A team of researchers at Indiana University is examining ethical issues raised in this kind of high-tech elder monitoring. The project is called Ethical Technology in the Homes of Seniors, or E.T.H.O.S. It would be interesting to know how much effort the designers of the medcottage put into considering the ethical issues raised by their product.

Ken Pimple, PAIT Project Director

Monday, August 9, 2010

"The First Church of Robotics"

Today's New York Times includes an op-ed piece by Jaron Lanier bemoaning what I'd call the metaphysical pretensions of artificial intelligence - including the term itself, how it is used to make technologies seem more impressive than they are, and, most importantly, how the combination changes the way we think about ourselves. As Lanier writes, "by allowing artificial intelligence to reshape our concept of personhood, we are leaving ourselves open to the flipside: we think of people more and more as computers, just as we think of computers as people."

Lanier compares Ray Kurzweil's idea of "the Singularity" to a religion, observing that "a great deal of the confusion and rancor in the world today concerns tension at the boundary between religion and modernity,"and wondering whether these tensions would be eased a bit if technologists were less messianic.

I think Lanier's ideas are valid and worth contemplating, but I'll take the general train of thought on a slight detour. One of the objectives of AI research has been to make machines think like people. This has often driven researchers to try to understand how people actually think - how our brain, mind, emotions, and body interact to form thoughts, premises, conclusions, convictions, beliefs, and all the rest; even how we recognize a person's identity from her or his face.

The more I learn about AI and human psychology - and I have learned only a very small amount about either - the more convinced I am that AI research not only mystifies our understanding of human nature (as Lanier recognizes), but has potential to clarify it.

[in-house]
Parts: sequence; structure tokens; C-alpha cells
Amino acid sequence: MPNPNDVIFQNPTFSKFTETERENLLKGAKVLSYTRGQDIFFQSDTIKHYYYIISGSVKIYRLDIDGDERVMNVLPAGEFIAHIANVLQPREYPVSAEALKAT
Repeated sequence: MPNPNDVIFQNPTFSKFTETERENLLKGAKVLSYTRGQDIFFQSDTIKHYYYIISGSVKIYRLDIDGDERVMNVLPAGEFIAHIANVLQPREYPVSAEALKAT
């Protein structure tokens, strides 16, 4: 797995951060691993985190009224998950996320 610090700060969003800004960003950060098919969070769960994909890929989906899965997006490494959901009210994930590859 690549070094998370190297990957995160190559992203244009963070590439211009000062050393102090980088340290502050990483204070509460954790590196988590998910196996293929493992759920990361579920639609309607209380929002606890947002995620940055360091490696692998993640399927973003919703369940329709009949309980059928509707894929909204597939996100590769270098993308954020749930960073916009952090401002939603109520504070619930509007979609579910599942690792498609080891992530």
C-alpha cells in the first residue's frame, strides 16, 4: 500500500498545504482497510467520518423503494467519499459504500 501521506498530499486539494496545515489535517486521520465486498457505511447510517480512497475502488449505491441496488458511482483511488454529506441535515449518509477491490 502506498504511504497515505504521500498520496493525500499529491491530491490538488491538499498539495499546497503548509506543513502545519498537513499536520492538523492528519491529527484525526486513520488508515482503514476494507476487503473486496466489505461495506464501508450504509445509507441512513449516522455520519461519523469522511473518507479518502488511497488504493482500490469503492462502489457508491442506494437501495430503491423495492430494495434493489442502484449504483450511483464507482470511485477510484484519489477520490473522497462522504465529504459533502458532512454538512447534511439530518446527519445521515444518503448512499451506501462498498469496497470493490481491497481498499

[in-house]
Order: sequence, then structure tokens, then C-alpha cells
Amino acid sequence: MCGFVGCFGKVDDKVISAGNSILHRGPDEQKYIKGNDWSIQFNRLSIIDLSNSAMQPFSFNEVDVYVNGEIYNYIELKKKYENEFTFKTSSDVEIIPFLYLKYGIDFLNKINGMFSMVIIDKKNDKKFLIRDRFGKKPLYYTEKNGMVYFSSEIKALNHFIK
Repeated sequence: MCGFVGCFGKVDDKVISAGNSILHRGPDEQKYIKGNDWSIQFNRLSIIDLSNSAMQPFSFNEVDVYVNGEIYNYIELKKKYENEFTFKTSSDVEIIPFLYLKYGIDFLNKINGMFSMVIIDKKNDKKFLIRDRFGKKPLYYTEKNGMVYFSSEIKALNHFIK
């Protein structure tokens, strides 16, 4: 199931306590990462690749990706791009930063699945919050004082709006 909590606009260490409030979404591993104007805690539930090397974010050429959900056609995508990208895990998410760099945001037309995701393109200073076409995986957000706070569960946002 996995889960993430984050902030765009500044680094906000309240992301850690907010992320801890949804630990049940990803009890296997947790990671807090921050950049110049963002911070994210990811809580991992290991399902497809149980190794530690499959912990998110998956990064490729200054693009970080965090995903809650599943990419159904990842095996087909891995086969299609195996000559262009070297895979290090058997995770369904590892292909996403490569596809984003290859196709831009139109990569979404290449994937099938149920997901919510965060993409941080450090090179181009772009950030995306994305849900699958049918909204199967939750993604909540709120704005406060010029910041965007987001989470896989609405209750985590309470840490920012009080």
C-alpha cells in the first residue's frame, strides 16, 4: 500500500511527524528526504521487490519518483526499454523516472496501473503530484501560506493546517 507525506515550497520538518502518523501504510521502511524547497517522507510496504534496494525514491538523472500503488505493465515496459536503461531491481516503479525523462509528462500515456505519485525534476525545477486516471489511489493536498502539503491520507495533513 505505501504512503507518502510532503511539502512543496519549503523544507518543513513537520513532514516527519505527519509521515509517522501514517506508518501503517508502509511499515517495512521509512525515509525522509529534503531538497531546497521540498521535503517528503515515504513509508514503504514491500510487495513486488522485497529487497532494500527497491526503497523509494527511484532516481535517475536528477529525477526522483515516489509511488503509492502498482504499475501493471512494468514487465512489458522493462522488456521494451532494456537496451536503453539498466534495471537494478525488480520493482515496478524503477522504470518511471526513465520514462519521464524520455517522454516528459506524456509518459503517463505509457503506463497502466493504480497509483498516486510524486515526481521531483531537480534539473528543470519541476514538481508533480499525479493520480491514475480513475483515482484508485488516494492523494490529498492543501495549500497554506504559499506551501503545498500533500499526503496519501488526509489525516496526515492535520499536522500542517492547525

Lanier writes:
In fact, the nuts and bolts of A.I. research can often be more usefully interpreted without the concept of A.I. at all. For example, I.B.M. scientists recently unveiled a “question answering” machine that is designed to play the TV quiz show “Jeopardy.” Suppose I.B.M. had dispensed with the theatrics, declared it had done Google one better and come up with a new phrase-based search engine. This framing of exactly the same technology would have gained I.B.M.’s team as much (deserved) recognition as the claim of an artificial intelligence, but would also have educated the public about how such a technology might actually be used most effectively.
To me, this is also an example of how computers do not think like human beings, and that trying to make them think like us might be useful heuristically, but isn't really a desirable goal in and of itself. Why spend so much money trying to make more things that think like people when we already have several billion people who are already experts?

Perhaps we should recognize, and emphasize, that "artificial intelligence" only resembles human intelligence insofar as it can solve some problems only humans have  been able to solve heretofore. For the moment, I have yet to be convinced that AI is more than a really sophisticated hand-held calculator. We aren't metaphysically threatened by machines that can do arithmetic thousands of times faster and more accurately than ourselves; why should we be threatened by a handful of machines that seem to be able to hold a semi-coherent conversation with us under very narrow circumstances?

Ken Pimple, PAIT Program Director